Could cough, cold and flu season be a good thing for this stock?
In an up-and-down year for Canadian Ipos, shares of Torontobased vitamin-maker Jamieson Wellness Inc. have been on a steady rise since their July debut.
Jamieson’s stock price closed Friday at $21.05, up 4.05 per cent for the day and more than 21 per cent since the company’s shares first hit the Toronto stock exchange. meanwhile, the s&p/ TSX Composite index is up just five per cent for the year.
Now expectations of a harsh flu season have some predicting Jamieson’s momentum will continue through winter, too.
The company announced thirdquarter earnings last week, reporting net income of about $1.1 million on revenue of $80.1 million, the latter being an increase of 45 per cent from the same period of 2016.
While Jamieson’s net income was down from $8.3 million for the same quarter last year, the company said its results were curtailed somewhat by costs tied to share sales.
Adjusted net income, excluding the non-operating costs, actually jumped 210 per cent to $7.8 million for the quarter, up from $2.5 million, due in part to higher sales volumes.
On Thursday, bmo Capital markets upped its target price on Jamieson to $22 per share from $21, and kept its outperform rating on the stock.
“Overall, we believe the impact of the quarter to be positive,” wrote bmo Capital markets analyst Peter sklar. “We continue to believe Jamieson will benefit from its dominant brand position, strong management team, and ability to generate significant free cash flow.”
National bank Financial maintained its $22.25 target price and outperform rating on Jamieson shares, saying its results had been “in line” with expectations.
“Given Jamieson’s positive attributes, the growing Canadian (vitamin, mineral, and supplement) consumption and international market opportunity, we believe the company is in a favourable position to hit its growth targets and consequently narrow the valuation gap with peers,” National analyst endri Leno wrote.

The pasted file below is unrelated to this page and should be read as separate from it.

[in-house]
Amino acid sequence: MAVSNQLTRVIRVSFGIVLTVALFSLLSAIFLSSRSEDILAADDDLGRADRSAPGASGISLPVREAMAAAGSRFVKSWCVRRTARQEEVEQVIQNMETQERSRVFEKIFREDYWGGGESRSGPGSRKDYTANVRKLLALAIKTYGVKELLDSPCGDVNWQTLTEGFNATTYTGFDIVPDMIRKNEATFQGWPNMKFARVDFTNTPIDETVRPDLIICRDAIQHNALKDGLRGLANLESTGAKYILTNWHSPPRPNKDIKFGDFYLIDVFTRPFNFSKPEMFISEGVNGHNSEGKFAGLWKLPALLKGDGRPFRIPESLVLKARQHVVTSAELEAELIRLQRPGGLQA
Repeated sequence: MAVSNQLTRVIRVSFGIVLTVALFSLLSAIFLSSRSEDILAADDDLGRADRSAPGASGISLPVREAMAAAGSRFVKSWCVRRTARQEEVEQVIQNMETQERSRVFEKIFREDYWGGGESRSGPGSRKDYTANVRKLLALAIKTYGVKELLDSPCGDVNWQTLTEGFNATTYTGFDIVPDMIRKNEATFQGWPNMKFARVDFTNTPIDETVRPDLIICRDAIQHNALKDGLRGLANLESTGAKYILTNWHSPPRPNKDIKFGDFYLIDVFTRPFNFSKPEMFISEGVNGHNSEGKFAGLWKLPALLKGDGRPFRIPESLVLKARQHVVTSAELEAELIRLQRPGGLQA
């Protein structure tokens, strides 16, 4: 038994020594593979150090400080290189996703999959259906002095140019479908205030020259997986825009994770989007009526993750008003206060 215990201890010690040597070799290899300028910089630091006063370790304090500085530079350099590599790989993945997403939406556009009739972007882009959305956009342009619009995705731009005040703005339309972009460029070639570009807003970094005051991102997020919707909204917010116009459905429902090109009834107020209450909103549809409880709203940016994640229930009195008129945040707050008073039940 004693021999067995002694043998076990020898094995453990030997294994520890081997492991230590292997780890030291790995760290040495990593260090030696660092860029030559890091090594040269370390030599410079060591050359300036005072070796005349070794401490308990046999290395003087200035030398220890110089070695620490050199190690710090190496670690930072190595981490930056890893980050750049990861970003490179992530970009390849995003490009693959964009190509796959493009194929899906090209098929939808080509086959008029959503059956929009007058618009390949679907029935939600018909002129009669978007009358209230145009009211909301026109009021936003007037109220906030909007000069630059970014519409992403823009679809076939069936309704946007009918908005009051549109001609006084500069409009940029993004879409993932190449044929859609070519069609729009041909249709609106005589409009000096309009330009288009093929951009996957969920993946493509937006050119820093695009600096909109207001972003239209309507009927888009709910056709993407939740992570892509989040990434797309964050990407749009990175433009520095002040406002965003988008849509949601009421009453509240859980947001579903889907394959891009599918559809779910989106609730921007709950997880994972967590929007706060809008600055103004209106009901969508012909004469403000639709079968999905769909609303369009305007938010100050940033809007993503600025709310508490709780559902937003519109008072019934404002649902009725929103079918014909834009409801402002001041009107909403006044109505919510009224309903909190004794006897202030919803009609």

Jamieson, a 95-year-old maker of vitamins and natural health products, was bought by u.s. private-equity firm CCMP Capital advisors in 2014 for what was reportedly around $300 million, and an attempt at selling the company last year was ultimately called off, according to bloomberg. after the July IPO, CCMP sold all of its common shares of Jamieson in an october secondary offering, the company’s financial statements said.
But post-ipo Jamieson could be on track to continue its gains throughout the winter, despite narrowing its revenue outlook range for this year.
Jamieson is touting one of its newer offerings, a purportedly preventative “Cold Fighter” supplement, which it claims “fights early signs of cold and flu symptoms.”
“retailers and consumers have been asking for innovation in the cough and cold category for quite some time, and we believe we’ve delivered that as only Jamieson can,” company president and chief executive mark hornick said on the company’s third-quarter conference call. “so far we’re off to a good start.”
A product boasting similar qualities, valeant Pharmaceuticals-owned Cold-fx, has despite its popularity faced questions about its effectiveness, although an attempt at a class action lawsuit in british Columbia was dismissed in November 2016.
In responding to Jamieson’s Q3 results, sklar wrote that “the domestic, Jamieson-branded products performed well, including the recently-launched Cold Fighter product, which began shipping in august and will continue to ramp-up into Q4/17.”
Leno said last week that experts have taken note of an ugly flu season in australia — a potentially good thing for Jamieson.
Shares of Canadian vitamin-maker Jamieson have been been on a steady rise since July.